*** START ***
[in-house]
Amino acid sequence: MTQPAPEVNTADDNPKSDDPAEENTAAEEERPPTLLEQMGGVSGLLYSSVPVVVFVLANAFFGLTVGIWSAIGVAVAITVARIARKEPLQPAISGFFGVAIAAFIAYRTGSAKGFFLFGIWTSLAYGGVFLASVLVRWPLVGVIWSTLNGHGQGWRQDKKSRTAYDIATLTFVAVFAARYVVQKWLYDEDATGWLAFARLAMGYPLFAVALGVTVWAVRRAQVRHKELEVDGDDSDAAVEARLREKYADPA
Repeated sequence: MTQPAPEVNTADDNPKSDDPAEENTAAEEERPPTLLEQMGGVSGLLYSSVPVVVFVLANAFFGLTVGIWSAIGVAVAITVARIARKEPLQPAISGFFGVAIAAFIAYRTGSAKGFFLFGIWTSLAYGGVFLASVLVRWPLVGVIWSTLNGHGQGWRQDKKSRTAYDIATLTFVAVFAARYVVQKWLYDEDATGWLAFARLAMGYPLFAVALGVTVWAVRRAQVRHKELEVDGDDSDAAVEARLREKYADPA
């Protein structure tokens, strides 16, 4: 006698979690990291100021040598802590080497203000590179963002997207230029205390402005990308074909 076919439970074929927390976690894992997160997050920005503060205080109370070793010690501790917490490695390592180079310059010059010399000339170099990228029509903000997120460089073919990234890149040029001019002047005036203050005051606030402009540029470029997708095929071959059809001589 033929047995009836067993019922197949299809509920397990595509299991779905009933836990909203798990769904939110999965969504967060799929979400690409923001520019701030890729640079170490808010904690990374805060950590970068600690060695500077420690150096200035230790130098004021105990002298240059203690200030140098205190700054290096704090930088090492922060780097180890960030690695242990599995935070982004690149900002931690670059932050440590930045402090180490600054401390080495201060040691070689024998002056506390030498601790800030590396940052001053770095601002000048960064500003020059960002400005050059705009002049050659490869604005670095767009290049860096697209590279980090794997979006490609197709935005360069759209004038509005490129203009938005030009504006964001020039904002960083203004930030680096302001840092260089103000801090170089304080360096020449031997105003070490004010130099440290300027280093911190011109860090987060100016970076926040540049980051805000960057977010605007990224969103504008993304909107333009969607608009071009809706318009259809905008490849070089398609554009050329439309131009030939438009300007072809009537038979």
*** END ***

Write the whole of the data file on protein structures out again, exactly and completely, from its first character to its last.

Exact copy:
[in-house]
Amino acid sequence: MTQPAPEVNTADDNPKSDDPAEENTAAEEERPPTLLEQMGGVSGLLYSSVPVVVFVLANAFFGLTVGIWSAIGVAVAITVARIARKEPLQPAISGFFGVAIAAFIAYRTGSAKGFFLFGIWTSLAYGGVFLASVLVRWPLVGVIWSTLNGHGQGWRQDKKSRTAYDIATLTFVAVFAARYVVQKWLYDEDATGWLAFARLAMGYPLFAVALGVTVWAVRRAQVRHKELEVDGDDSDAAVEARLREKYADPA
Repeated sequence: MTQPAPEVNTADDNPKSDDPAEENTAAEEERPPTLLEQMGGVSGLLYSSVPVVVFVLANAFFGLTVGIWSAIGVAVAITVARIARKEPLQPAISGFFGVAIAAFIAYRTGSAKGFFLFGIWTSLAYGGVFLASVLVRWPLVGVIWSTLNGHGQGWRQDKKSRTAYDIATLTFVAVFAARYVVQKWLYDEDATGWLAFARLAMGYPLFAVALGVTVWAVRRAQVRHKELEVDGDDSDAAVEARLREKYADPA
């Protein structure tokens, strides 16, 4: 006698979690990291100021040598802590080497203000590179963002997207230029205390402005990308074909 076919439970074929927390976690894992997160997050920005503060205080109370070793010690501790917490490695390592180079310059010059010399000339170099990228029509903000997120460089073919990234890149040029001019002047005036203050005051606030402009540029470029997708095929071959059809001589 033929047995009836067993019922197949299809509920397990595509299991779905009933836990909203798990769904939110999965969504967060799929979400690409923001520019701030890729640079170490808010904690990374805060950590970068600690060695500077420690150096200035230790130098004021105990002298240059203690200030140098205190700054290096704090930088090492922060780097180890960030690695242990599995935070982004690149900002931690670059932050440590930045402090180490600054401390080495201060040691070689024998002056506390030498601790800030590396940052001053770095601002000048960064500003020059960002400005050059705009002049050659490869604005670095767009290049860096697209590279980090794997979006490609197709935005360069759209004038509005490129203009938005030009504006964001020039904002960083203004930030680096302001840092260089103000801090170089304080360096020449031997105003070490004010130099440290300027280093911190011109860090987060100016970076926040540049980051805000960057977010605007990224969103504008993304909107333009969607608009071009809706318009259809905008490849070089398609554009050329439309131009030939438009300007072809009537038979």